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Money and politics mix for an evil brew, panelists say

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FRANK J. SCHULTZ
September 22, 2009
— Clean Wisconsin politics? That phrase might elicit chuckles these days, and that’s dangerous for democracy.

That was one of the themes that emerged at a forum on campaign-finance reform Monday night.


Common Cause in Wisconsin organized the panel discussion that included three local Democratic legislators, former Democratic legislator Tim Cullen of Janesville and Jay Heck, executive director of Common Cause.


Heck had tried to get a Republican legislator to join the group, as well as a local political commentator, but both bowed out for scheduling reasons.


About 25 people attended the forum. Most if not all who spoke seemed to support reforms and asked questions, so the session was mostly information sharing.


The lawmakers said the system is spinning out of control.


“I think it should be a battle of words, and not a battle of bucks, which is what it’s coming to,” said Rep. Chuck Benedict of Beloit.


“We can’t allow democracy to be sold to the highest bidder,” said Rep. Kim Hixson of Whitewater.


Cullen said the influence of money makes for bitter partisanship, keeps the people’s business from getting done, corrupts government and makes citizens cynical.


Cullen warned that lawyers for both parties would find loopholes in any reform.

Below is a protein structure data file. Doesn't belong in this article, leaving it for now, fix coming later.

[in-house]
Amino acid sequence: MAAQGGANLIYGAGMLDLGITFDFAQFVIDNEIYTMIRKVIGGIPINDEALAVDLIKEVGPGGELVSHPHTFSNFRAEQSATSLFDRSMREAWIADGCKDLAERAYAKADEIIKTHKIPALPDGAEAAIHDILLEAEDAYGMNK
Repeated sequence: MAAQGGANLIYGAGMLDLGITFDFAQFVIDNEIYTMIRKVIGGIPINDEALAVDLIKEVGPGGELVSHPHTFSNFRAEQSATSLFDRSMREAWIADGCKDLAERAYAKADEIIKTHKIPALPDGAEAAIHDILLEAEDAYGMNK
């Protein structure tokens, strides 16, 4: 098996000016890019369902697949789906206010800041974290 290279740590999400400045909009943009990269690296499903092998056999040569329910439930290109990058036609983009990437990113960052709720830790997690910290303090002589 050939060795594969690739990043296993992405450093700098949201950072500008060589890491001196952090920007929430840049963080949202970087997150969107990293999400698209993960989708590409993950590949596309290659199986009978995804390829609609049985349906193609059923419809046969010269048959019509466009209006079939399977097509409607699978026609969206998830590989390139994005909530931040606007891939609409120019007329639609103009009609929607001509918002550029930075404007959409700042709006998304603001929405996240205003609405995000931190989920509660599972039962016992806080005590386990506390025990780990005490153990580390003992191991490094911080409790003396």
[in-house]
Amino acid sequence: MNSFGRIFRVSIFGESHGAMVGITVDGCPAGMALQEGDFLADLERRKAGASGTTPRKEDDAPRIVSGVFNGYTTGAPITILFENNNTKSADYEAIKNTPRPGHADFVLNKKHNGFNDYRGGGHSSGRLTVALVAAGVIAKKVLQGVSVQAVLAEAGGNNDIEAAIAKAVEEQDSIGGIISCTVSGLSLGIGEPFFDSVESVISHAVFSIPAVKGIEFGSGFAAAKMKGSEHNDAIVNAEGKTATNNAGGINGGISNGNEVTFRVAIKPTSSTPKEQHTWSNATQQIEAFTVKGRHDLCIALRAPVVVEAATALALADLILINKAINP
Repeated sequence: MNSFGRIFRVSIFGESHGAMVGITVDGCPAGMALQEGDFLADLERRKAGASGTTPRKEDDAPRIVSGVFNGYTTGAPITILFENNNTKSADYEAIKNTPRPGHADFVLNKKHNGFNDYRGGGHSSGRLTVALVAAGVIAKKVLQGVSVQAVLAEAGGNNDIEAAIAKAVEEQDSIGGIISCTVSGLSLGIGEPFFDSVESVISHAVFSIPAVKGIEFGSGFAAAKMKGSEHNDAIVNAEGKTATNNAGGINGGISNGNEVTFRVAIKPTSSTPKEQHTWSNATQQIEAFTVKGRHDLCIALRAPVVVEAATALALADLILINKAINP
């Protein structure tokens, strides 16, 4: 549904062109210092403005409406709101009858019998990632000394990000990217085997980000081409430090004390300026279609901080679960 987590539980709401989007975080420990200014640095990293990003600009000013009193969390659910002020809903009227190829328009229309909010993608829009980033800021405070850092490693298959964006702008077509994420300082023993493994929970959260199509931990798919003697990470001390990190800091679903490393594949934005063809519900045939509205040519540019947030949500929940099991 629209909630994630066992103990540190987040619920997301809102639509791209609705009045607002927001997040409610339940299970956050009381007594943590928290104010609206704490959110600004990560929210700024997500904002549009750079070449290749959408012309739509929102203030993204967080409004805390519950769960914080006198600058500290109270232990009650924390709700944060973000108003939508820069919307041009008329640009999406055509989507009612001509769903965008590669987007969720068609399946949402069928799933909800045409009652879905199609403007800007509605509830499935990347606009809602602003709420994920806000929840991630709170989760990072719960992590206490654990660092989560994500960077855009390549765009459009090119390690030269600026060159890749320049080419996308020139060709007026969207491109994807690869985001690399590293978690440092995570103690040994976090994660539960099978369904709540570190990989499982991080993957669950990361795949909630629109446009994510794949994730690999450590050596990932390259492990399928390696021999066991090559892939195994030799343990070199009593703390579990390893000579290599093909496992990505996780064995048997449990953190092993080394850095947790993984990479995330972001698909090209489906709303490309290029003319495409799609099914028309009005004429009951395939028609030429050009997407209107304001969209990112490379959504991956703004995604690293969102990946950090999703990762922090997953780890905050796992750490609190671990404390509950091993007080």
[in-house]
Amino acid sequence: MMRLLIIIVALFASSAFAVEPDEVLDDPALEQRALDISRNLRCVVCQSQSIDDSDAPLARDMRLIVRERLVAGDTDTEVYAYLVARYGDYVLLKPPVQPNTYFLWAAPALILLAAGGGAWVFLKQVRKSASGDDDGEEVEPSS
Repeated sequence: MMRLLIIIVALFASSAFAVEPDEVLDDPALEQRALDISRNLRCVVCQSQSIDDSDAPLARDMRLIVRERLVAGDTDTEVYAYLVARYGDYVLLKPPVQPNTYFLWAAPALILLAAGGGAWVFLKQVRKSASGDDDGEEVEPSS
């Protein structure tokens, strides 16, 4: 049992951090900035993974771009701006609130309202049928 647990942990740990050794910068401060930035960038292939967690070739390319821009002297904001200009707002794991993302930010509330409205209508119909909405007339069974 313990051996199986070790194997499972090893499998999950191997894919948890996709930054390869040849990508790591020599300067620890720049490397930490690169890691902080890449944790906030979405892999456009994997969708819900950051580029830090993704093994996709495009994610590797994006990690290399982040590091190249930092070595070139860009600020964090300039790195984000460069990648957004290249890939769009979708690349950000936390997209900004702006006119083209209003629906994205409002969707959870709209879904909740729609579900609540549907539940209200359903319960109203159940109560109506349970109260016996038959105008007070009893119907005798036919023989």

However, requiring disclosure of where the money comes from could reduce the amount of money spent, because donors often don’t want their names revealed, Cullen said.


One of the bills expected to pass in this legislative session would attack the problem of “issue ads” that run within 60 days of an election. Anyone running those ads would have to disclose who is paying for them, just as the candidates already have to do for their contributors.


Sen. Judy Robson of Beloit said her Republican colleagues are just as frustrated as the Democrats about these ads, which confuse the public and drown out the candidates’ messages.


The other bill at the top of the legislative agenda would address the huge sums that have poured in to influence state Supreme Court races in recent years. The bill would publicly finance Supreme Court races, paid for with an increase in the voluntary check-off on income-tax forms.


Heck called the bills an amazing step forward after decades of no reforms.


Heck said after the forum that issue ads backing both Democrats and Republicans are to be faulted. He said the attorney who represents GOP-leaning Wisconsin Manufacturers and Commerce on campaign finance reform is the same one that represents the Democrat-leaning Wisconsin Education Association Council.


“The folks in power like to keep things the way they are,” Heck said.



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